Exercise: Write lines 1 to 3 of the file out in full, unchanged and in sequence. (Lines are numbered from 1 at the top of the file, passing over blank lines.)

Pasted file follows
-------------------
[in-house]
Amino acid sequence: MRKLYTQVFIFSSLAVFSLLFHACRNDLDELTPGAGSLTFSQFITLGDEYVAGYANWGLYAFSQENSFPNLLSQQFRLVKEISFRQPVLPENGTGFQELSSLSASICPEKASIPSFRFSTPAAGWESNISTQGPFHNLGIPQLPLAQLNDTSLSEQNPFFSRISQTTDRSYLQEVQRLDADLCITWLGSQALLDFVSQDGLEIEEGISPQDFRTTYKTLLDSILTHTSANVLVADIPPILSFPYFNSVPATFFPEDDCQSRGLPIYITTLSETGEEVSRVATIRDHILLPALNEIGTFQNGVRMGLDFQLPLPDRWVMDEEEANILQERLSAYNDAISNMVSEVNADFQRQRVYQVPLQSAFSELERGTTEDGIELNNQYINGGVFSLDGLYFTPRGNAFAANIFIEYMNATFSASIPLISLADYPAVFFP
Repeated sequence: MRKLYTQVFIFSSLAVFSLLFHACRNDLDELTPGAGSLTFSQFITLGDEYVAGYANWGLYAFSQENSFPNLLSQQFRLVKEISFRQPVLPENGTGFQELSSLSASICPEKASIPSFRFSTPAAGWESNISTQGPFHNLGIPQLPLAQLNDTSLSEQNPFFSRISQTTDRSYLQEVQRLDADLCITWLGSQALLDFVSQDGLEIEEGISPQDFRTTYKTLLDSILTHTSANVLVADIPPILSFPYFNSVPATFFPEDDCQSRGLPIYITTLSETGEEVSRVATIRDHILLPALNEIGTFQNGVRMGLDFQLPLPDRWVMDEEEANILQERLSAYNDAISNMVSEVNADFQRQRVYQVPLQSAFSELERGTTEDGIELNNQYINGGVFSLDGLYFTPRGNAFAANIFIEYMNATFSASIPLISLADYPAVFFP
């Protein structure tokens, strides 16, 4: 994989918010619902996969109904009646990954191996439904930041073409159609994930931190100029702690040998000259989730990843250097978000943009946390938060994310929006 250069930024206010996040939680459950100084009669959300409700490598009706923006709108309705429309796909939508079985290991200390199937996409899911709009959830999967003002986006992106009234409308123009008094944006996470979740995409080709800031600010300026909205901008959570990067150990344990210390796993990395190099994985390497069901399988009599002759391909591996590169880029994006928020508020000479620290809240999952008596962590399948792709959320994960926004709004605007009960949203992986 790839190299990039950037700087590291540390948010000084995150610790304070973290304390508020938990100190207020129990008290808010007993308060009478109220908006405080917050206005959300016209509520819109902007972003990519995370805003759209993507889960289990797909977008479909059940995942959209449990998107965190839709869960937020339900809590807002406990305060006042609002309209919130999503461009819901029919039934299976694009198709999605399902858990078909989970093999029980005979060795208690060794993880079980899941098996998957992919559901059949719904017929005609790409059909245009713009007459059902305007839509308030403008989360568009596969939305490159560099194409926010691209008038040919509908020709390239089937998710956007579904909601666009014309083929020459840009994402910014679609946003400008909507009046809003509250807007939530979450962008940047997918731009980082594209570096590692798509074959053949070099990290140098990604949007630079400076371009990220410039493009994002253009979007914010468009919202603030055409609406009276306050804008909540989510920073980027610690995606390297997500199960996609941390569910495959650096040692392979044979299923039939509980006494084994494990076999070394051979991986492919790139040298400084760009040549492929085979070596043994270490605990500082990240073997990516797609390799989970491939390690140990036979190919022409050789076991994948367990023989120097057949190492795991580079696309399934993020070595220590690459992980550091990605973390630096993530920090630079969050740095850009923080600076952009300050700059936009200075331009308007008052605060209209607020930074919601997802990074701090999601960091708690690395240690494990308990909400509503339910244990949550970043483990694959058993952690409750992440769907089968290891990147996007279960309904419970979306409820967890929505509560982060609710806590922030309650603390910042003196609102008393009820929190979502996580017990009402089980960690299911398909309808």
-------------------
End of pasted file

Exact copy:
[in-house]
Amino acid sequence: MRKLYTQVFIFSSLAVFSLLFHACRNDLDELTPGAGSLTFSQFITLGDEYVAGYANWGLYAFSQENSFPNLLSQQFRLVKEISFRQPVLPENGTGFQELSSLSASICPEKASIPSFRFSTPAAGWESNISTQGPFHNLGIPQLPLAQLNDTSLSEQNPFFSRISQTTDRSYLQEVQRLDADLCITWLGSQALLDFVSQDGLEIEEGISPQDFRTTYKTLLDSILTHTSANVLVADIPPILSFPYFNSVPATFFPEDDCQSRGLPIYITTLSETGEEVSRVATIRDHILLPALNEIGTFQNGVRMGLDFQLPLPDRWVMDEEEANILQERLSAYNDAISNMVSEVNADFQRQRVYQVPLQSAFSELERGTTEDGIELNNQYINGGVFSLDGLYFTPRGNAFAANIFIEYMNATFSASIPLISLADYPAVFFP
Repeated sequence: MRKLYTQVFIFSSLAVFSLLFHACRNDLDELTPGAGSLTFSQFITLGDEYVAGYANWGLYAFSQENSFPNLLSQQFRLVKEISFRQPVLPENGTGFQELSSLSASICPEKASIPSFRFSTPAAGWESNISTQGPFHNLGIPQLPLAQLNDTSLSEQNPFFSRISQTTDRSYLQEVQRLDADLCITWLGSQALLDFVSQDGLEIEEGISPQDFRTTYKTLLDSILTHTSANVLVADIPPILSFPYFNSVPATFFPEDDCQSRGLPIYITTLSETGEEVSRVATIRDHILLPALNEIGTFQNGVRMGLDFQLPLPDRWVMDEEEANILQERLSAYNDAISNMVSEVNADFQRQRVYQVPLQSAFSELERGTTEDGIELNNQYINGGVFSLDGLYFTPRGNAFAANIFIEYMNATFSASIPLISLADYPAVFFP